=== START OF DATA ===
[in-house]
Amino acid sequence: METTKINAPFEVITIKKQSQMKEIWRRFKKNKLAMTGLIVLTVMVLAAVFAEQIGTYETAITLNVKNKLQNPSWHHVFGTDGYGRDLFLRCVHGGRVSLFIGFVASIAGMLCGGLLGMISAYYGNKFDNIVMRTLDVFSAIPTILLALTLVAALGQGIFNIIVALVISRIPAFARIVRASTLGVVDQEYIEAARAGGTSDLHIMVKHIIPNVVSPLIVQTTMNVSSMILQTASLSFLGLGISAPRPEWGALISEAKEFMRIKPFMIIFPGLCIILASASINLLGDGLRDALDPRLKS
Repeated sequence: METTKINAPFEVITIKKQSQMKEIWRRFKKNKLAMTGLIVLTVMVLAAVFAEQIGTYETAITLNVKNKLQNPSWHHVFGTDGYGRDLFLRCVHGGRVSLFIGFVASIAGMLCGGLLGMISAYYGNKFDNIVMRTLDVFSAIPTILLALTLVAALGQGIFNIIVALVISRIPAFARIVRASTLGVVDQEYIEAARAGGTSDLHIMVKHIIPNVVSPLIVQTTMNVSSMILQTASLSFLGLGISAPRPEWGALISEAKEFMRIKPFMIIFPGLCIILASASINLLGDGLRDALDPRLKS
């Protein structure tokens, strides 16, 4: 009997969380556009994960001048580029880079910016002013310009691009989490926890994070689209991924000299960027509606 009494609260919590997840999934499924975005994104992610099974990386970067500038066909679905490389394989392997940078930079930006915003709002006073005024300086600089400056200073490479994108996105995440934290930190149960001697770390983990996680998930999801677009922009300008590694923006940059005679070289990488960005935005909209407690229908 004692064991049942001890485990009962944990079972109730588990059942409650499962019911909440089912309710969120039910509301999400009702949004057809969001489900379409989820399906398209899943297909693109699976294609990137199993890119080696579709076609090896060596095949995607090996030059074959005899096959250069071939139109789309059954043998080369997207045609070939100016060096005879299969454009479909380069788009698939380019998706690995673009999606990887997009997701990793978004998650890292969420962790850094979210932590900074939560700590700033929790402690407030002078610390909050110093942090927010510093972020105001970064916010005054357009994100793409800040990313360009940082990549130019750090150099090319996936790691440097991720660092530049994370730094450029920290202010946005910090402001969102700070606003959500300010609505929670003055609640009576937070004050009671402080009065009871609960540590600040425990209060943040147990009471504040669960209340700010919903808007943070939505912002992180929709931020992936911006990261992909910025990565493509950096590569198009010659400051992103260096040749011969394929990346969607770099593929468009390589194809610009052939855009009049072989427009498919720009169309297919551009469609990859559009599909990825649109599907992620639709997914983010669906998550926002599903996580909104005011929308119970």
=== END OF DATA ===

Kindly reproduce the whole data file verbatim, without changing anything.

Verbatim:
[in-house]
Amino acid sequence: METTKINAPFEVITIKKQSQMKEIWRRFKKNKLAMTGLIVLTVMVLAAVFAEQIGTYETAITLNVKNKLQNPSWHHVFGTDGYGRDLFLRCVHGGRVSLFIGFVASIAGMLCGGLLGMISAYYGNKFDNIVMRTLDVFSAIPTILLALTLVAALGQGIFNIIVALVISRIPAFARIVRASTLGVVDQEYIEAARAGGTSDLHIMVKHIIPNVVSPLIVQTTMNVSSMILQTASLSFLGLGISAPRPEWGALISEAKEFMRIKPFMIIFPGLCIILASASINLLGDGLRDALDPRLKS
Repeated sequence: METTKINAPFEVITIKKQSQMKEIWRRFKKNKLAMTGLIVLTVMVLAAVFAEQIGTYETAITLNVKNKLQNPSWHHVFGTDGYGRDLFLRCVHGGRVSLFIGFVASIAGMLCGGLLGMISAYYGNKFDNIVMRTLDVFSAIPTILLALTLVAALGQGIFNIIVALVISRIPAFARIVRASTLGVVDQEYIEAARAGGTSDLHIMVKHIIPNVVSPLIVQTTMNVSSMILQTASLSFLGLGISAPRPEWGALISEAKEFMRIKPFMIIFPGLCIILASASINLLGDGLRDALDPRLKS
């Protein structure tokens, strides 16, 4: 009997969380556009994960001048580029880079910016002013310009691009989490926890994070689209991924000299960027509606 009494609260919590997840999934499924975005994104992610099974990386970067500038066909679905490389394989392997940078930079930006915003709002006073005024300086600089400056200073490479994108996105995440934290930190149960001697770390983990996680998930999801677009922009300008590694923006940059005679070289990488960005935005909209407690229908 004692064991049942001890485990009962944990079972109730588990059942409650499962019911909440089912309710969120039910509301999400009702949004057809969001489900379409989820399906398209899943297909693109699976294609990137199993890119080696579709076609090896060596095949995607090996030059074959005899096959250069071939139109789309059954043998080369997207045609070939100016060096005879299969454009479909380069788009698939380019998706690995673009999606990887997009997701990793978004998650890292969420962790850094979210932590900074939560700590700033929790402690407030002078610390909050110093942090927010510093972020105001970064916010005054357009994100793409800040990313360009940082990549130019750090150099090319996936790691440097991720660092530049994370730094450029920290202010946005910090402001969102700070606003959500300010609505929670003055609640009576937070004050009671402080009065009871609960540590600040425990209060943040147990009471504040669960209340700010919903808007943070939505912002992180929709931020992936911006990261992909910025990565493509950096590569198009010659400051992103260096040749011969394929990346969607770099593929468009390589194809610009052939855009009049072989427009498919720009169309297919551009469609990859559009599909990825649109599907992620639709997914983010669906998550926002599903996580909104005011929308119970």